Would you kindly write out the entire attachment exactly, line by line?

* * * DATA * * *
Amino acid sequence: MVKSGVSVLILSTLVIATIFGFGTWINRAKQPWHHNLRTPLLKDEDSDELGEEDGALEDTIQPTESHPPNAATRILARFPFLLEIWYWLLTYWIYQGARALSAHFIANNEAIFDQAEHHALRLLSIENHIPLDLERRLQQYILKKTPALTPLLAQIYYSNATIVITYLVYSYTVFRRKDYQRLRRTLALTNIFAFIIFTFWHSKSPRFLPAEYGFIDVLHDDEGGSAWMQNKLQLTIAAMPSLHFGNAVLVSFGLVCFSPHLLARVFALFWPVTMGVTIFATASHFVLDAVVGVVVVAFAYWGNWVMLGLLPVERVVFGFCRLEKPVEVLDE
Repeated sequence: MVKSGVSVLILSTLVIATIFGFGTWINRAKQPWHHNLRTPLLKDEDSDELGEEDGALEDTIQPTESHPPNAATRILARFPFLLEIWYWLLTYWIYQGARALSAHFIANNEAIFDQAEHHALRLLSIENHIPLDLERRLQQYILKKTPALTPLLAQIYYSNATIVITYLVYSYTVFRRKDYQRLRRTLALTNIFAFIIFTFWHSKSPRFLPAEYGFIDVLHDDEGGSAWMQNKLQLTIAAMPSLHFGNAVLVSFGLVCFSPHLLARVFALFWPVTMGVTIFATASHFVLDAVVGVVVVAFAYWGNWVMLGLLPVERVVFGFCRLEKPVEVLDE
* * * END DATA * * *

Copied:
Amino acid sequence: MVKSGVSVLILSTLVIATIFGFGTWINRAKQPWHHNLRTPLLKDEDSDELGEEDGALEDTIQPTESHPPNAATRILARFPFLLEIWYWLLTYWIYQGARALSAHFIANNEAIFDQAEHHALRLLSIENHIPLDLERRLQQYILKKTPALTPLLAQIYYSNATIVITYLVYSYTVFRRKDYQRLRRTLALTNIFAFIIFTFWHSKSPRFLPAEYGFIDVLHDDEGGSAWMQNKLQLTIAAMPSLHFGNAVLVSFGLVCFSPHLLARVFALFWPVTMGVTIFATASHFVLDAVVGVVVVAFAYWGNWVMLGLLPVERVVFGFCRLEKPVEVLDE
Repeated sequence: MVKSGVSVLILSTLVIATIFGFGTWINRAKQPWHHNLRTPLLKDEDSDELGEEDGALEDTIQPTESHPPNAATRILARFPFLLEIWYWLLTYWIYQGARALSAHFIANNEAIFDQAEHHALRLLSIENHIPLDLERRLQQYILKKTPALTPLLAQIYYSNATIVITYLVYSYTVFRRKDYQRLRRTLALTNIFAFIIFTFWHSKSPRFLPAEYGFIDVLHDDEGGSAWMQNKLQLTIAAMPSLHFGNAVLVSFGLVCFSPHLLARVFALFWPVTMGVTIFATASHFVLDAVVGVVVVAFAYWGNWVMLGLLPVERVVFGFCRLEKPVEVLDE